Oliver Richon

Richon has made many photographs of studio still lifes compositions that typically include fabric drapes. Writing in Artist Sophie Arkette wrote in Studio International that:

 "Richon approaches his compositions from a painterly direction. When he positions an object in a way that protrudes off a table, he is making reference to the way still life painters, such as Chardin display their understanding of perspective. Similarly, his use of draped material ... where it covers the table and its contents like a shroud, can be seen to echo the use of draped fabric within the gamut of traditional still life painting."

Writing in Frieze, Sarah James described his work as, "theoretically heavyweight and invested in elaborate deconstruction, his work is also cheeky and flirts with the surreal."
Richon's work has an almost painterly quality to it, again reminisant of the 17th Century Dutch artists. He composes his images to mimic the set ups seen in their paintings. Unlike Sharon Core whose work can be seen as a direct recreation of an existing piece, Richon, only imitates the style and technique. He also strips back the objects in the images to just one or two, placing the emphasis on the object, eliminating confusion for the viewer of what the focal point is, supposed to be. 

As can be seen from the above images Richon's work has a very painterly quality. It employs a shallow depth of field which causes a softness in distant objects, which adds to a painterly, almost impressionistic feeling to the piece. The lighting again adds to this, by use of a softbox to spread and, as it's name suggests, soften the light and make it more even, whilst still allowing areas of light and dark to define shapes and objects. This technique of modeling and defining objects through the use of highlights and shadows is known as chiaroscuro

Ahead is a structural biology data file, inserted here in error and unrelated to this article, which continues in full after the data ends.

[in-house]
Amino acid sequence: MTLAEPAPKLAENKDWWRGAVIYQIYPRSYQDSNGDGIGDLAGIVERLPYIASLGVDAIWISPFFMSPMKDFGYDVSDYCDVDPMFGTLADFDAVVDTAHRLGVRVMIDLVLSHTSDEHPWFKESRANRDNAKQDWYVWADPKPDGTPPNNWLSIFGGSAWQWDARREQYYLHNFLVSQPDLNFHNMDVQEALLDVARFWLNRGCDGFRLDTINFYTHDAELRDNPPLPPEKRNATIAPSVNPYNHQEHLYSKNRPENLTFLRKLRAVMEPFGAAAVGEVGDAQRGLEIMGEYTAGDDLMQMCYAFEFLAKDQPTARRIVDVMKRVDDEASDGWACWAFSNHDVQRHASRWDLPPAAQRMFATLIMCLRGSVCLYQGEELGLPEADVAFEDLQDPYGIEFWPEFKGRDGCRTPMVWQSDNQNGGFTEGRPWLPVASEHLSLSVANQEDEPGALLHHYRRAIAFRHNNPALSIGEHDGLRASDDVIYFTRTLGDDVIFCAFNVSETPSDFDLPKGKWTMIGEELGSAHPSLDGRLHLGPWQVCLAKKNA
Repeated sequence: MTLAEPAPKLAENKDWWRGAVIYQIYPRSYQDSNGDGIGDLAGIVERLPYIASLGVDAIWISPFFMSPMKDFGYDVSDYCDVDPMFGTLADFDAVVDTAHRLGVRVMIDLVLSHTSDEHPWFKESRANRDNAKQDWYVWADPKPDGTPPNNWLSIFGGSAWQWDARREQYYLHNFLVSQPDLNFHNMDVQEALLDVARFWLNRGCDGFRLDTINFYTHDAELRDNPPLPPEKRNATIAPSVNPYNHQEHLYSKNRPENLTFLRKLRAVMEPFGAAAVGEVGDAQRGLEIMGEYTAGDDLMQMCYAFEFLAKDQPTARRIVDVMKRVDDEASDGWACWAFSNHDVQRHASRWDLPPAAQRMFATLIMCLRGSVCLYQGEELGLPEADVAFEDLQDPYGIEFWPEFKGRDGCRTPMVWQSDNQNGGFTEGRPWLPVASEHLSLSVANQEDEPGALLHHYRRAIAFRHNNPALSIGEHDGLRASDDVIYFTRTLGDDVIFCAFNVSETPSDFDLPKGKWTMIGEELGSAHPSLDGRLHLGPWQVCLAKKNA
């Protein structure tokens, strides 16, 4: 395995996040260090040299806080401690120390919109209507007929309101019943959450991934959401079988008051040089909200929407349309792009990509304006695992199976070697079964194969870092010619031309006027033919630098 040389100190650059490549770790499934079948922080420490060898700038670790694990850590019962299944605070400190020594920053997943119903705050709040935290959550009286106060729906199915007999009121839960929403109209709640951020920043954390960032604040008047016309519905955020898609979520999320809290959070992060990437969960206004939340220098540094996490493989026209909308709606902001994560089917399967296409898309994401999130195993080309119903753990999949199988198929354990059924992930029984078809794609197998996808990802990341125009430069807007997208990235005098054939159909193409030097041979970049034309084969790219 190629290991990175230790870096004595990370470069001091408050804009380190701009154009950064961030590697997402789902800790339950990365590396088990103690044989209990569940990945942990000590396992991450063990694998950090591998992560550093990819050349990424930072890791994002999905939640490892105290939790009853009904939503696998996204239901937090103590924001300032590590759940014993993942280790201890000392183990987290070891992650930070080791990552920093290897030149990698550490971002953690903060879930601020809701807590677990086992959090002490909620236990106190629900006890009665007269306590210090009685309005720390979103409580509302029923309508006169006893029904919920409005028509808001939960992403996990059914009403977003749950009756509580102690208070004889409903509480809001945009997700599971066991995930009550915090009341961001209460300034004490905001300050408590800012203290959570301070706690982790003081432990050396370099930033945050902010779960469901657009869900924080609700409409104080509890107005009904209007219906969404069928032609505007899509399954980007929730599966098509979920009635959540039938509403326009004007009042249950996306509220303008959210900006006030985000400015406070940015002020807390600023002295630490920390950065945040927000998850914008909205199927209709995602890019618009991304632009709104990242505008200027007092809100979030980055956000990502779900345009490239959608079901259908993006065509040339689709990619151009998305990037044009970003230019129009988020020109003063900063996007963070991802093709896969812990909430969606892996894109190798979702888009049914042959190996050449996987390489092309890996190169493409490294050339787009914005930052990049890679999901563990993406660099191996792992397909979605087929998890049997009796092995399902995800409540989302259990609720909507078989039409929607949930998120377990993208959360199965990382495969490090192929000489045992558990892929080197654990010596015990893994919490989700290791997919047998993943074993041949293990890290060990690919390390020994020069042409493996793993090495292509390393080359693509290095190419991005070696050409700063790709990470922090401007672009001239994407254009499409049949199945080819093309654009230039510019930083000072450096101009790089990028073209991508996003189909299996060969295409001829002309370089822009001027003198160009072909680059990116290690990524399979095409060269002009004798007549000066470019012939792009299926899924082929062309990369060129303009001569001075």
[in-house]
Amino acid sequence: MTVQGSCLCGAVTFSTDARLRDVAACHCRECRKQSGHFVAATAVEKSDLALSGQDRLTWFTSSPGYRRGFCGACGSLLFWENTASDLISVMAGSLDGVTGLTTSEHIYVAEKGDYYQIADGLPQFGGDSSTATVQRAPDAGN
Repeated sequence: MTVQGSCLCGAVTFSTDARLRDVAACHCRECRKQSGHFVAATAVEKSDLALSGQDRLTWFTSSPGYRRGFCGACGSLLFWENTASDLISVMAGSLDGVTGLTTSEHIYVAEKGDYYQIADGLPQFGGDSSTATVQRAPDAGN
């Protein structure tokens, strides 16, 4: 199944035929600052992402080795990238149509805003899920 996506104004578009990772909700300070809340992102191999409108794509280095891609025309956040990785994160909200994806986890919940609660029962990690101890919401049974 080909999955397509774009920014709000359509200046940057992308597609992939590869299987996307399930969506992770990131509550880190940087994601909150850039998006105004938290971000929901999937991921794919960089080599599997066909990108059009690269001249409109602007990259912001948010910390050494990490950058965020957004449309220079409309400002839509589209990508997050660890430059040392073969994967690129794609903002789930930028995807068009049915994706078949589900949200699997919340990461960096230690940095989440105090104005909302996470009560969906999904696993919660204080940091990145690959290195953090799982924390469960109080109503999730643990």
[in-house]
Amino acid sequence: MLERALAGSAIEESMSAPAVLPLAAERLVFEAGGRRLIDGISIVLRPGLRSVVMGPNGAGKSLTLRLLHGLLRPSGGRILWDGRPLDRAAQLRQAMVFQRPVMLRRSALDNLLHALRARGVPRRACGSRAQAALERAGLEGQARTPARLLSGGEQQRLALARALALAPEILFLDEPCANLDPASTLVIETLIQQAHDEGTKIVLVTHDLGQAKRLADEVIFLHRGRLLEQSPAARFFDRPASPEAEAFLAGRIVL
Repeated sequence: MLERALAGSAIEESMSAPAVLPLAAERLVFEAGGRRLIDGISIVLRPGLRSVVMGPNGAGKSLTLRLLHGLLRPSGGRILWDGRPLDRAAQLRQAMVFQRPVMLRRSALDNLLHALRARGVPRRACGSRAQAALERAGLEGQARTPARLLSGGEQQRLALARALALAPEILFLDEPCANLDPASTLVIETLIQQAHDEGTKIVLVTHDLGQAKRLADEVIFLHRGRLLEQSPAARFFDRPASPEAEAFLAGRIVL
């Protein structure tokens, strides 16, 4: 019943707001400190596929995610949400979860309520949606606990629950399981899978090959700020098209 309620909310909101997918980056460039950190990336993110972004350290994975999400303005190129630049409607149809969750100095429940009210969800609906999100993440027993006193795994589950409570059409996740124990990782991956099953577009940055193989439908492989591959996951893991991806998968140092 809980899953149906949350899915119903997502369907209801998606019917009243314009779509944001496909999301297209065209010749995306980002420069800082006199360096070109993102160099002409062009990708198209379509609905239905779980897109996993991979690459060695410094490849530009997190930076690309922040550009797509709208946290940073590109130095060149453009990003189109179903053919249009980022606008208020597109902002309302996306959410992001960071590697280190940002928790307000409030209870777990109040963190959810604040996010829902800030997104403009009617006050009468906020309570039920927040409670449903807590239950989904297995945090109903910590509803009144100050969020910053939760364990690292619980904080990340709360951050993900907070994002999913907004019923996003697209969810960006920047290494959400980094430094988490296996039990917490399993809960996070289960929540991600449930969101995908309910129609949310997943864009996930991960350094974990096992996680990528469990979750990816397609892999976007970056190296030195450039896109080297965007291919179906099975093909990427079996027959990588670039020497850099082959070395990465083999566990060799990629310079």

As part of a workshop I experimented with similar set ups and arrangements of objects, and played with different forms of lighting to generate a similar effect

Rembrandt was a master of this art,  and can be seen in many of his works, especially in his portraits, where it is used to great effect to describe the forms and contours of the face

Rembrandt - Self Portrait

As part of a workshop I experimented with similar set ups and arrangements of objects, and played with different forms of lighting to generate a similar effect

Some of my favourite images processed in lightroom

When selecting images, for a final piece, arranging objects for a composition, lighting them in a specific way, or even the way they are printed, (colour/B&W, size/dimensions, media) we need to keep in mind the message we want to express. This, message may seem to be at total odds with the items featured, for example with the image of the pointe shoes above I could say that the message I am putting across is one which questions racism and the arts. Now at first glance there may be no obvious connection between the two, though closer contemplation may see a link between, the small number of high profile, African American ballet dancers and the lone, isolated set of pointe shoes, it is important i feel to understand the context our images will be read in, and for us to understand the context, and circumstances surrounding other images if we are to critique them with any validity.
This is discussed further in this video with Oliver Richon

Bibliography and References

Arkette, S "Olivier Richon: Anima(l)," Studio International, February 26, 2009
James, S "Olivier Richon: Ibid Projects," Frieze, May 2009.